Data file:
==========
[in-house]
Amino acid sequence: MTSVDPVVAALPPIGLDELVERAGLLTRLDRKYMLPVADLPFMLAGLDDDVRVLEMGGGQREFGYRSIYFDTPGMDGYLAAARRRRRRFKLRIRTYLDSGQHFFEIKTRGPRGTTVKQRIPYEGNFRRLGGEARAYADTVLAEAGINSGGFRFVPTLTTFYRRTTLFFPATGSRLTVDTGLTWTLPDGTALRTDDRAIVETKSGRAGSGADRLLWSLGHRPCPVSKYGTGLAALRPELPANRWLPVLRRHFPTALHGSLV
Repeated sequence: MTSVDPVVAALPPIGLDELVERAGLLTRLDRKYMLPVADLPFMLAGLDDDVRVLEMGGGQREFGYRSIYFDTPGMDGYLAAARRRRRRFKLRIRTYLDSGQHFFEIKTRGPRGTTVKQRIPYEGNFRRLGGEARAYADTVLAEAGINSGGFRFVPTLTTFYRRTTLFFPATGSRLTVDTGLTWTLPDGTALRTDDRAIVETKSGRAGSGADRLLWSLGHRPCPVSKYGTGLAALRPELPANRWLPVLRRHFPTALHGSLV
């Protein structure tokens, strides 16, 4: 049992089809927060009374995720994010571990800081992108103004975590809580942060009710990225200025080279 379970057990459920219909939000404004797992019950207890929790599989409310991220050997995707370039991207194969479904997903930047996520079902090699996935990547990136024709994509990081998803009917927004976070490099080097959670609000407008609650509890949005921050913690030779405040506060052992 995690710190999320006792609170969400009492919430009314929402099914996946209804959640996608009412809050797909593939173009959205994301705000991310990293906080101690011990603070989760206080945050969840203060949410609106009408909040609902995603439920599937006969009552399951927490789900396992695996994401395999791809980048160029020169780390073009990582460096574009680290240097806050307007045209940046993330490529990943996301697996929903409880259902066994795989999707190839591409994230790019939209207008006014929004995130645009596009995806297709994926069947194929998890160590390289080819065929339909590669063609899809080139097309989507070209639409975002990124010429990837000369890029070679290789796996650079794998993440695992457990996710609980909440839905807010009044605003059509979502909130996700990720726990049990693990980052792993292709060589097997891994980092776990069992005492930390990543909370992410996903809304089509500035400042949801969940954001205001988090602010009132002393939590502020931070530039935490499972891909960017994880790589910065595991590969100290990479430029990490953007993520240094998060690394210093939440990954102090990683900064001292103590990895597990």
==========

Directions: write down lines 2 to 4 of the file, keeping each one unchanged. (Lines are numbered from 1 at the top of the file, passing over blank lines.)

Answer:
Amino acid sequence: MTSVDPVVAALPPIGLDELVERAGLLTRLDRKYMLPVADLPFMLAGLDDDVRVLEMGGGQREFGYRSIYFDTPGMDGYLAAARRRRRRFKLRIRTYLDSGQHFFEIKTRGPRGTTVKQRIPYEGNFRRLGGEARAYADTVLAEAGINSGGFRFVPTLTTFYRRTTLFFPATGSRLTVDTGLTWTLPDGTALRTDDRAIVETKSGRAGSGADRLLWSLGHRPCPVSKYGTGLAALRPELPANRWLPVLRRHFPTALHGSLV
Repeated sequence: MTSVDPVVAALPPIGLDELVERAGLLTRLDRKYMLPVADLPFMLAGLDDDVRVLEMGGGQREFGYRSIYFDTPGMDGYLAAARRRRRRFKLRIRTYLDSGQHFFEIKTRGPRGTTVKQRIPYEGNFRRLGGEARAYADTVLAEAGINSGGFRFVPTLTTFYRRTTLFFPATGSRLTVDTGLTWTLPDGTALRTDDRAIVETKSGRAGSGADRLLWSLGHRPCPVSKYGTGLAALRPELPANRWLPVLRRHFPTALHGSLV
């Protein structure tokens, strides 16, 4: 049992089809927060009374995720994010571990800081992108103004975590809580942060009710990225200025080279 379970057990459920219909939000404004797992019950207890929790599989409310991220050997995707370039991207194969479904997903930047996520079902090699996935990547990136024709994509990081998803009917927004976070490099080097959670609000407008609650509890949005921050913690030779405040506060052992 995690710190999320006792609170969400009492919430009314929402099914996946209804959640996608009412809050797909593939173009959205994301705000991310990293906080101690011990603070989760206080945050969840203060949410609106009408909040609902995603439920599937006969009552399951927490789900396992695996994401395999791809980048160029020169780390073009990582460096574009680290240097806050307007045209940046993330490529990943996301697996929903409880259902066994795989999707190839591409994230790019939209207008006014929004995130645009596009995806297709994926069947194929998890160590390289080819065929339909590669063609899809080139097309989507070209639409975002990124010429990837000369890029070679290789796996650079794998993440695992457990996710609980909440839905807010009044605003059509979502909130996700990720726990049990693990980052792993292709060589097997891994980092776990069992005492930390990543909370992410996903809304089509500035400042949801969940954001205001988090602010009132002393939590502020931070530039935490499972891909960017994880790589910065595991590969100290990479430029990490953007993520240094998060690394210093939440990954102090990683900064001292103590990895597990």